Spousal abuse affects everyone in the family.

How to Stop My Husband From Abusing or Hurting Me

by Kathryn Rateliff Barr

Spousal abuse is never acceptable and should be dealt with in a firm manner. Domestic abuse happens in all economic and social strata, according to data from the Domestic Violence Resource Center, although domestic violence is higher in families making less than $25,000 a year, as of 2013. Emotional abuse can escalate to physical and is more dangerous that physical abuse because it can occur daily. The abuse must stop.


One of the first steps to stop domestic abuse is to share your situation with someone you trust. You can share with a trusted friend or family member, domestic abuse professional, police, pastor or mental health professional. Do this even when the abuse is emotional or mental but not physical abuse. This is very important. Abuse is abuse. Build a support system, suggests psychologist and licensed marriage and family counselor, Dr. Marie Hartwell-Walker. The support system can boost your self-esteem, help you plan an escape and can provide some verification of the abuse.


Some abusers don’t realize that their behavior is abusive, according to licensed counselor Kelly McDaniel and author of “Ready to Heal.” Carefully confronting your abuser can get his attention and make him aware of what his behavior is doing to you. If you think he could become physically abusive when confronted, confront him in the presence of others and be prepared to leave so that you are safe. You could do an intervention with a counselor, your pastor and with others who can support both of you when you tell your abuser that you won’t allow him to abuse you anymore and that you insist on anger-management counseling, suggests Dr. Bill Maier, a clinical psychologist and host of Focus on the Family's “Family Minute.”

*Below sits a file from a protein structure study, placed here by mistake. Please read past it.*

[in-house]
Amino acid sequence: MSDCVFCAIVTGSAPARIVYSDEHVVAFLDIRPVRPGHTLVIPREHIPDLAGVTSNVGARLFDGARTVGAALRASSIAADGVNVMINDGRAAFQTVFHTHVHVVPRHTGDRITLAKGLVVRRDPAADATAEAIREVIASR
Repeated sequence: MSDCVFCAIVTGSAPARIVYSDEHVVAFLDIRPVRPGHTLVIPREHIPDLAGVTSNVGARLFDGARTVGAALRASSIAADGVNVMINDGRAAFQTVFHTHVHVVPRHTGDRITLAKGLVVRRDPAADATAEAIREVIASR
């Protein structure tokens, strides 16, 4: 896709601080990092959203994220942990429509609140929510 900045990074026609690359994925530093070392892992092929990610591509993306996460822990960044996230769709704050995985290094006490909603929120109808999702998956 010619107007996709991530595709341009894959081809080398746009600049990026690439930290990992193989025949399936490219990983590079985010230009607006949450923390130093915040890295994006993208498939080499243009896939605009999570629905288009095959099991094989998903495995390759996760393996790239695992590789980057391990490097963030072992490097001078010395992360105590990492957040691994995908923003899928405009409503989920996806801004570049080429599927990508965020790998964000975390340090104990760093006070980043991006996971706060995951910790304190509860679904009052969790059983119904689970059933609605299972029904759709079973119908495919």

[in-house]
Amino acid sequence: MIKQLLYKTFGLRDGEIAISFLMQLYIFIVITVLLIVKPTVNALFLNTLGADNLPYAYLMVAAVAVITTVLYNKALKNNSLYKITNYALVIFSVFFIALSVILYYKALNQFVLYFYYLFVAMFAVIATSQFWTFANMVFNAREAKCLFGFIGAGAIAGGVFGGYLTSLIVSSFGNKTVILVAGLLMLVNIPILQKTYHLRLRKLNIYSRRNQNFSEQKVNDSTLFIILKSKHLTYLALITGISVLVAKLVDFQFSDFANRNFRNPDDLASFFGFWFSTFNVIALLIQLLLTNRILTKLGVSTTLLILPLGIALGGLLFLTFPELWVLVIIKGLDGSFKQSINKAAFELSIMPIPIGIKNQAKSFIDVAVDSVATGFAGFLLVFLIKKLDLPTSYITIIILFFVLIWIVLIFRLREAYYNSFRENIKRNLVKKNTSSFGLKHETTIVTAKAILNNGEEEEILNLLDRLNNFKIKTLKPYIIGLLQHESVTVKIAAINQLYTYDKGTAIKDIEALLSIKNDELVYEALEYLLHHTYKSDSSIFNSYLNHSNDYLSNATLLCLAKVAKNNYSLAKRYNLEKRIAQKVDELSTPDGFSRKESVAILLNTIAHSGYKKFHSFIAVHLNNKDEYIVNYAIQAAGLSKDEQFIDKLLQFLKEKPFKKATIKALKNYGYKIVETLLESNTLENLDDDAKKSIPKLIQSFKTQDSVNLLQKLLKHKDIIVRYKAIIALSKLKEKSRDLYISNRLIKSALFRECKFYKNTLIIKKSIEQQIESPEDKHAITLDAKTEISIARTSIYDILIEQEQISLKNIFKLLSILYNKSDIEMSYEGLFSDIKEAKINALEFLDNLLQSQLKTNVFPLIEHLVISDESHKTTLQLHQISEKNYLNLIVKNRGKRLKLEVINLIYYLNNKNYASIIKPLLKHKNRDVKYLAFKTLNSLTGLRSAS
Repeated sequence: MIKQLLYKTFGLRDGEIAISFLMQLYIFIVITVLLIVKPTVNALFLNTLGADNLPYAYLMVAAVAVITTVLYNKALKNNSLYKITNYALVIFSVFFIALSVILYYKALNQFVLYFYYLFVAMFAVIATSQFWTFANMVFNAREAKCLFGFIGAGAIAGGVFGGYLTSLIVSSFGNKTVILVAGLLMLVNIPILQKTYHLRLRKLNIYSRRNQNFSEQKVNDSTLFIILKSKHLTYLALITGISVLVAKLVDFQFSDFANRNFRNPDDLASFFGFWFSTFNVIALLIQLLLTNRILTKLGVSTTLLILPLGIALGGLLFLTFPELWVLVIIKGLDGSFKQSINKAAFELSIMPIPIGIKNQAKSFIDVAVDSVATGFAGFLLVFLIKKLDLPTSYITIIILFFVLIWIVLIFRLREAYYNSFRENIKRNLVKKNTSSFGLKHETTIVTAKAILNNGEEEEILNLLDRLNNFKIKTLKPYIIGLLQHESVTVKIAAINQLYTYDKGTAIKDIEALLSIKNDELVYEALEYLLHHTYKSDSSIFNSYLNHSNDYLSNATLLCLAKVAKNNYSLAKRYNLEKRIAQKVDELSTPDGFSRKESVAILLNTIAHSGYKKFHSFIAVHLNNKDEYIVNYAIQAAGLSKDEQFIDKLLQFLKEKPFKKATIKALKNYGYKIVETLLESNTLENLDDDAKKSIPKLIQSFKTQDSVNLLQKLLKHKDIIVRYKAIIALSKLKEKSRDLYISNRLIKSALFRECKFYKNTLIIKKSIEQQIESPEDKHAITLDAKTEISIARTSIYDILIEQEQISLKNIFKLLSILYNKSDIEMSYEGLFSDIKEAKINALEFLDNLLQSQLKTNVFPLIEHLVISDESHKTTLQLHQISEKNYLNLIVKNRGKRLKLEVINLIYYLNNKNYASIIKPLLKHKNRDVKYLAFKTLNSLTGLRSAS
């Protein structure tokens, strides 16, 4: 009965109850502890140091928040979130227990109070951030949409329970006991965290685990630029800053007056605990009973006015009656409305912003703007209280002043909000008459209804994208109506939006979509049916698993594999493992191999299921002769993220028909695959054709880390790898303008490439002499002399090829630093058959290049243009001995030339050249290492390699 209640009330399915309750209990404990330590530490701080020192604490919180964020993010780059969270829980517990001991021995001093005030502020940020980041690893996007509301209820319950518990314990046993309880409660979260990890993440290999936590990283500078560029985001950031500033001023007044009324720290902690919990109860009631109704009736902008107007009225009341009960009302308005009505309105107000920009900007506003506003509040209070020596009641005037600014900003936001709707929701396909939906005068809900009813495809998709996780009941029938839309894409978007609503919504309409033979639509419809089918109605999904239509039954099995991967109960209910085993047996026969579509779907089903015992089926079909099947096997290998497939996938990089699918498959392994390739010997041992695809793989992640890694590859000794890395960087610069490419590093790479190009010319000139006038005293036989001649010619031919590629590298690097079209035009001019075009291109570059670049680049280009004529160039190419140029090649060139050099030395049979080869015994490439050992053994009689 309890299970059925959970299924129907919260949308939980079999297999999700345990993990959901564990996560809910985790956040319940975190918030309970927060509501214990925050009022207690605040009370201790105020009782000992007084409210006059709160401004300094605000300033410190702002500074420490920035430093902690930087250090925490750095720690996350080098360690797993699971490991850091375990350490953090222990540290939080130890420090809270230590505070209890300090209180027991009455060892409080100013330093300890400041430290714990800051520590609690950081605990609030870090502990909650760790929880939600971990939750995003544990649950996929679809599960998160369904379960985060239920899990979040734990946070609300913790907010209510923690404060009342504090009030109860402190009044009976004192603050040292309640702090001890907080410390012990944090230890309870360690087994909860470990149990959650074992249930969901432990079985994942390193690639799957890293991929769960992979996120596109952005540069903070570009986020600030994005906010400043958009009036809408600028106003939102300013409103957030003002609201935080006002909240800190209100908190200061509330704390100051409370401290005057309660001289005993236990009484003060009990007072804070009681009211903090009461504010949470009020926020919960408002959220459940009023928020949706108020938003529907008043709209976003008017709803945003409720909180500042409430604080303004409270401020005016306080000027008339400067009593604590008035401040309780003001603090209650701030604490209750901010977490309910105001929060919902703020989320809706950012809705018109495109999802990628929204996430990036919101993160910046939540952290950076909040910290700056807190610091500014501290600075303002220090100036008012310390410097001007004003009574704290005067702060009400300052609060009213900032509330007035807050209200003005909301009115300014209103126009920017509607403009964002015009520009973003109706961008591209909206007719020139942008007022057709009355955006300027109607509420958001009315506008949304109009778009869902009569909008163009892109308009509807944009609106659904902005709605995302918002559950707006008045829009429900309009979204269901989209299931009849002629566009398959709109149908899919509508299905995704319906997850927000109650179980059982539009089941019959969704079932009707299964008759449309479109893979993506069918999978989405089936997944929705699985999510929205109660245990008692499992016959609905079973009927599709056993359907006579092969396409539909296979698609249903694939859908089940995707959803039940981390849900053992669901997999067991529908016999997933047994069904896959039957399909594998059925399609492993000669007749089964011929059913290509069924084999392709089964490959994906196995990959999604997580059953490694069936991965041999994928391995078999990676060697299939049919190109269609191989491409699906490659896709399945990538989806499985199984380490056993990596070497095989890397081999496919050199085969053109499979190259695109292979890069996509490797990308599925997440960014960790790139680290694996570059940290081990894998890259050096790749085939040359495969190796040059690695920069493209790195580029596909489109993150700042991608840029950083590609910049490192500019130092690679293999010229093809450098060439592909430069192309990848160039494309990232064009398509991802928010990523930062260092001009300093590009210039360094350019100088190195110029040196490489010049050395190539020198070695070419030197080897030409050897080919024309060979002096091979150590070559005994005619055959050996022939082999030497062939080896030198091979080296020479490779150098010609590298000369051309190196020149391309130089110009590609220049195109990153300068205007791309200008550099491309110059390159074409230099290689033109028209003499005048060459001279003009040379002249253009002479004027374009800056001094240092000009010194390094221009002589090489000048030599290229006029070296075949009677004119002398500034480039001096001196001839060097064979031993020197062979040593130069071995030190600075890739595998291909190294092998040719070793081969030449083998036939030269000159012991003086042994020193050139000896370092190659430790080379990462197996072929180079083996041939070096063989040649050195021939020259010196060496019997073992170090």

Even if your husband won’t get counseling, you can find a counselor who can help you come to terms with the abuse you’ve suffered so that you can get on a healthy track. Learn the warning signals of an abusive relationship and how to protect yourself. It can help to hear that you aren’t responsible for the abuse and that you can recover your self-esteem. Counseling can help you gain perspective and decide if the relationship is salvageable or if you need to leave. Your counselor will encourage you to see that you can’t change your husband unless he wants to change, affirms Hartwell-Walker.


If your husband is physically abuse, it is time to find a safe place to go. Leaving can save your life or change the abusive cycle. If you need motivation, realize that 50 percent of those in prison for spousal abuse killed their spouse, according to the American Bar Association’s “Domestic Violence Statistics” page. Twenty percent of non-fatal crimes against women are the result of domestic violence. In the three- to 12-month period following the time that an abused woman spends in a shelter for abused women, she is less likely to suffer spousal abuse, and those who suffer continuing abuse experience a reduction in the severity of the abuse, according to the Domestic Violence Resource Center.

About the Author

Rev. Kathryn Rateliff Barr has taught birth, parenting, vaccinations and alternative medicine classes since 1994. She is a pastoral family counselor and has parented birth, step, adopted and foster children. She holds bachelor's degrees in English and history from Centenary College of Louisiana. Studies include midwifery, naturopathy and other alternative therapies.

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